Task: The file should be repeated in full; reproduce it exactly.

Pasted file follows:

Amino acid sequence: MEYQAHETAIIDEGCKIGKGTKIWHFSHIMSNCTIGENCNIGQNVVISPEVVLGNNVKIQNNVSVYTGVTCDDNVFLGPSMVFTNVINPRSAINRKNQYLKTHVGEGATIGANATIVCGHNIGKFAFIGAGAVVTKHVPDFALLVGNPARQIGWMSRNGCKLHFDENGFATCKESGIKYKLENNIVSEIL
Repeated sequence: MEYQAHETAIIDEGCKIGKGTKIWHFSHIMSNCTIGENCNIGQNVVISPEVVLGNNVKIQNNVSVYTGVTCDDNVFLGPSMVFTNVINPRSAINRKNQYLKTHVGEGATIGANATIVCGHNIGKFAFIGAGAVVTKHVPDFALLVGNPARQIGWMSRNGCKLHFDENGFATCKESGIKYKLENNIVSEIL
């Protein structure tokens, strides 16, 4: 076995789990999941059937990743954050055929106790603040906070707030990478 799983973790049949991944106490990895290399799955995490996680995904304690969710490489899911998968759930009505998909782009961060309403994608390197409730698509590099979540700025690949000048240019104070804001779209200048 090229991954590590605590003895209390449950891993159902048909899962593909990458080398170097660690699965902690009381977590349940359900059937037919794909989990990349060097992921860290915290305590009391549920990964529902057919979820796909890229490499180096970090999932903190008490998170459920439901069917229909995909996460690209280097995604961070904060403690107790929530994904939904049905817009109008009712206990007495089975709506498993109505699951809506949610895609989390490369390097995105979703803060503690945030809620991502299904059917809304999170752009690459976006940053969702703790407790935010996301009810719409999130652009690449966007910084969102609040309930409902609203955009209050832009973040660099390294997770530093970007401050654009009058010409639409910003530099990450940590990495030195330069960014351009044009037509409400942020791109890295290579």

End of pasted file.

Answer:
Amino acid sequence: MEYQAHETAIIDEGCKIGKGTKIWHFSHIMSNCTIGENCNIGQNVVISPEVVLGNNVKIQNNVSVYTGVTCDDNVFLGPSMVFTNVINPRSAINRKNQYLKTHVGEGATIGANATIVCGHNIGKFAFIGAGAVVTKHVPDFALLVGNPARQIGWMSRNGCKLHFDENGFATCKESGIKYKLENNIVSEIL
Repeated sequence: MEYQAHETAIIDEGCKIGKGTKIWHFSHIMSNCTIGENCNIGQNVVISPEVVLGNNVKIQNNVSVYTGVTCDDNVFLGPSMVFTNVINPRSAINRKNQYLKTHVGEGATIGANATIVCGHNIGKFAFIGAGAVVTKHVPDFALLVGNPARQIGWMSRNGCKLHFDENGFATCKESGIKYKLENNIVSEIL
């Protein structure tokens, strides 16, 4: 076995789990999941059937990743954050055929106790603040906070707030990478 799983973790049949991944106490990895290399799955995490996680995904304690969710490489899911998968759930009505998909782009961060309403994608390197409730698509590099979540700025690949000048240019104070804001779209200048 090229991954590590605590003895209390449950891993159902048909899962593909990458080398170097660690699965902690009381977590349940359900059937037919794909989990990349060097992921860290915290305590009391549920990964529902057919979820796909890229490499180096970090999932903190008490998170459920439901069917229909995909996460690209280097995604961070904060403690107790929530994904939904049905817009109008009712206990007495089975709506498993109505699951809506949610895609989390490369390097995105979703803060503690945030809620991502299904059917809304999170752009690459976006940053969702703790407790935010996301009810719409999130652009690449966007910084969102609040309930409902609203955009209050832009973040660099390294997770530093970007401050654009009058010409639409910003530099990450940590990495030195330069960014351009044009037509409400942020791109890295290579």